If Evil preys on the innocent in insidious and seductive ways, I take heart that I know so many people in the world are committed to kindness and love. I know a good number as well who are committed to doing the kind of work that involves looking within to identify where Evil might be at work inside. But sometimes I wonder: what about everyone else? Is there something more active to be done to help them? Do they need help? Do we just focus on changing ourselves and what we can change outside of ourselves, and hope for the best? Is that a form of denial in and of itself?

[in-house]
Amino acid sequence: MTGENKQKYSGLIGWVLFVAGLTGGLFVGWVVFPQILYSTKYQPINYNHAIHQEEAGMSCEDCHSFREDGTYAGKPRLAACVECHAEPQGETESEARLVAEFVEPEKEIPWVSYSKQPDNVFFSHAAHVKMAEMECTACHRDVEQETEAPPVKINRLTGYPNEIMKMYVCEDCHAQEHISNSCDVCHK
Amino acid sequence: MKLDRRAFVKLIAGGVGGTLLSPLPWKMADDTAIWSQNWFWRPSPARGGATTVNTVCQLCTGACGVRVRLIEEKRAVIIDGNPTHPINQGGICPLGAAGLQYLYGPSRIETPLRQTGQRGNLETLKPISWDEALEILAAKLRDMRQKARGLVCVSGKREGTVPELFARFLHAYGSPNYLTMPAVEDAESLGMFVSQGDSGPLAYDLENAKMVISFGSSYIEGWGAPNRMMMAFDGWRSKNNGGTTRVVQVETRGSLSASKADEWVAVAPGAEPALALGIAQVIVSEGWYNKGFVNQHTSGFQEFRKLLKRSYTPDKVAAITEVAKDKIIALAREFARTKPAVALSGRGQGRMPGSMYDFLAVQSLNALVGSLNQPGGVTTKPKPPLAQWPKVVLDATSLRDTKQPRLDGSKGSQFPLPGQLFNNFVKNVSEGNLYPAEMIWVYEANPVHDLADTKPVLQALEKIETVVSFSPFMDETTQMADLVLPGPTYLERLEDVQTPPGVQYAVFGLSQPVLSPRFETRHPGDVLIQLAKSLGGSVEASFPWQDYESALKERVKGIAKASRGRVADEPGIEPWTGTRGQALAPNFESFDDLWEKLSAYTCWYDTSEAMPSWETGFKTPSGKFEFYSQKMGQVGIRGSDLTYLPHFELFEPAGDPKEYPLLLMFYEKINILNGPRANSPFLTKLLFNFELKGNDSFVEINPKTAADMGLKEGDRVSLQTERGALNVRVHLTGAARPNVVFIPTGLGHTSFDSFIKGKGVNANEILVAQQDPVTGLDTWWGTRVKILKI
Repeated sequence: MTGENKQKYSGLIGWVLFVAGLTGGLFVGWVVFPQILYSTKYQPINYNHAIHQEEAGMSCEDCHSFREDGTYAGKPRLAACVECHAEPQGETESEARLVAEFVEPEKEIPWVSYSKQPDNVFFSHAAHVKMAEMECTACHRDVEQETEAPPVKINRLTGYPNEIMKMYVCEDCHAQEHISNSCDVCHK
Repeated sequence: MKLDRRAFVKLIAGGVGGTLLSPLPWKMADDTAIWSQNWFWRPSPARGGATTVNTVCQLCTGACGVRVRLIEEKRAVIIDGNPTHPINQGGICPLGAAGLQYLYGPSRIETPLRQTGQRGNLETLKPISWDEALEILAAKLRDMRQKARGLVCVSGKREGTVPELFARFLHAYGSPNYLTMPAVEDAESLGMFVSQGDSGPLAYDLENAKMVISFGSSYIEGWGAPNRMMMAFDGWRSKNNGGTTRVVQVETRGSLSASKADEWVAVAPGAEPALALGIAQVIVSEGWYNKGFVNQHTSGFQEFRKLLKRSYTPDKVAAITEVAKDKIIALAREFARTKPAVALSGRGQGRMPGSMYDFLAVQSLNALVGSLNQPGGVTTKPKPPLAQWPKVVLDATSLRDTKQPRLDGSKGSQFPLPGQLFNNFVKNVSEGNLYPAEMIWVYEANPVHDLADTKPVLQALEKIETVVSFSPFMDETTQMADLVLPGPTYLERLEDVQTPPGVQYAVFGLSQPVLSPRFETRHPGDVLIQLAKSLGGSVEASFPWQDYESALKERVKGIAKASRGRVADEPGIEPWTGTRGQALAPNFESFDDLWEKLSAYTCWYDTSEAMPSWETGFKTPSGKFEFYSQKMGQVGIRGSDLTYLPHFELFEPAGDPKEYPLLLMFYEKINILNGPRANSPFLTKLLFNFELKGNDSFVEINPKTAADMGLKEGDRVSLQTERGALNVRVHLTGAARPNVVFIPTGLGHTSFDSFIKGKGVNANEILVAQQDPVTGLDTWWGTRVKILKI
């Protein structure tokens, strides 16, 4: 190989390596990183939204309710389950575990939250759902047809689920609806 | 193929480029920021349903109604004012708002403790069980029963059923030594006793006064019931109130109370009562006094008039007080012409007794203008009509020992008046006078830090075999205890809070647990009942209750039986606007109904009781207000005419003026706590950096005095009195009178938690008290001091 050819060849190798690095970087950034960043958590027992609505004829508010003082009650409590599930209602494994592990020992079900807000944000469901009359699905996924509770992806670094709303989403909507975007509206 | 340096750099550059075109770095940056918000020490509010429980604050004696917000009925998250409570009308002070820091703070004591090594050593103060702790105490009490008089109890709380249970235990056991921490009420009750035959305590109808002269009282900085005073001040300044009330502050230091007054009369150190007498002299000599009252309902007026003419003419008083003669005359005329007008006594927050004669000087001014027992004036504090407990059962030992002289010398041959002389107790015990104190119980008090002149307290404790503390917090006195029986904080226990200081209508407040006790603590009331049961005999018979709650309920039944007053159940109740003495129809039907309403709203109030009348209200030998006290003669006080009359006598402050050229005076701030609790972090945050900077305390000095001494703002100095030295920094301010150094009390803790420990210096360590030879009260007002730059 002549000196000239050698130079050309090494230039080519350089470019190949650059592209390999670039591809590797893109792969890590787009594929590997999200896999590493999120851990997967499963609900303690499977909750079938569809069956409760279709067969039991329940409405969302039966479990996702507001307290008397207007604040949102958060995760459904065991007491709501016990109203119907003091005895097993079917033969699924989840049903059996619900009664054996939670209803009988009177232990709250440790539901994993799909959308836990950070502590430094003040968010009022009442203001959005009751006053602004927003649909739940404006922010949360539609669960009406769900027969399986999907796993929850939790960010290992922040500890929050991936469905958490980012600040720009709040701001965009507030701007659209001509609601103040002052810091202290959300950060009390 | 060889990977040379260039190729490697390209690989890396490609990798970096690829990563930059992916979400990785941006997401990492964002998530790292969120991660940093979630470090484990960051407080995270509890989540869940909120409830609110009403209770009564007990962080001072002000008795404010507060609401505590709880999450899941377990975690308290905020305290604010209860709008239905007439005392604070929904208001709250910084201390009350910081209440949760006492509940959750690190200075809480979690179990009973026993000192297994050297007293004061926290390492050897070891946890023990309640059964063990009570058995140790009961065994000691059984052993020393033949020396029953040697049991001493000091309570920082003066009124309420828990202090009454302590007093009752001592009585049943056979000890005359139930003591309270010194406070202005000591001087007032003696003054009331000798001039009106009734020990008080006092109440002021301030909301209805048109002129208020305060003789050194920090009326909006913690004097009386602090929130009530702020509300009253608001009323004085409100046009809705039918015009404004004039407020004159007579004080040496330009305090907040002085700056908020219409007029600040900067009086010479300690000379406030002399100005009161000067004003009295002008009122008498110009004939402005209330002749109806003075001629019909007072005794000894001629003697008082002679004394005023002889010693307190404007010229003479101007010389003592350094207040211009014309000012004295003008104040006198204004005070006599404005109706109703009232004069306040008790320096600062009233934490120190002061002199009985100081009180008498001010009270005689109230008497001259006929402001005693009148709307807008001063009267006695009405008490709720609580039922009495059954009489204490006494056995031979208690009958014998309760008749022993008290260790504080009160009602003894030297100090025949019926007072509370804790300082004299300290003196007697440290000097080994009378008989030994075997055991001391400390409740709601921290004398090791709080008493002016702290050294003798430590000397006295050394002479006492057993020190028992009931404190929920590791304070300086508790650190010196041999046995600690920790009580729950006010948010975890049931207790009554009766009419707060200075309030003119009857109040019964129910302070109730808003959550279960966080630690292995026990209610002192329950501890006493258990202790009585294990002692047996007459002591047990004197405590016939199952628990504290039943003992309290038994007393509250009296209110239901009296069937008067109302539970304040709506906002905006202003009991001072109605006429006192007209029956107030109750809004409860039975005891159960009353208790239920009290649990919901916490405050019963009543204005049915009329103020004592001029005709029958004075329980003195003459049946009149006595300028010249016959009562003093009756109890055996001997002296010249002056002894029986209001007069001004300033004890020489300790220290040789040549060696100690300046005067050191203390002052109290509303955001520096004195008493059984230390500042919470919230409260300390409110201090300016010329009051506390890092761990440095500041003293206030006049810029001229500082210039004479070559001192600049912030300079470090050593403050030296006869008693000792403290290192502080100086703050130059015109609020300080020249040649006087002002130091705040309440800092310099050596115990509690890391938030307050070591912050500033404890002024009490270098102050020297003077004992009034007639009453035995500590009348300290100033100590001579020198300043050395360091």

Once again, I’m leaving this space with questions that don’t have simple answers. Just some food for thought — and in closing, a heaping dose of love.

Posted in Columnist on | 10 comments
Amanda Moreno

About Amanda Moreno

Amanda is an astrologer, soul worker and paradigm buster based in Seattle. Her adventures in these forms of ‘practical woo’ are geared towards helping people to heal themselves and the world. She can be found in the virtual world at

10 thoughts on “Get Thee Behind Me

  1. Amy Elliott

    It’d be interesting to study Ixion, as well, in relationship to Trump. Ixion was the original mythical psychopath AFAIK. (I mean, there was the house of Atreus too, but that’s another tale.)

  2. Amanda PainterAmanda Painter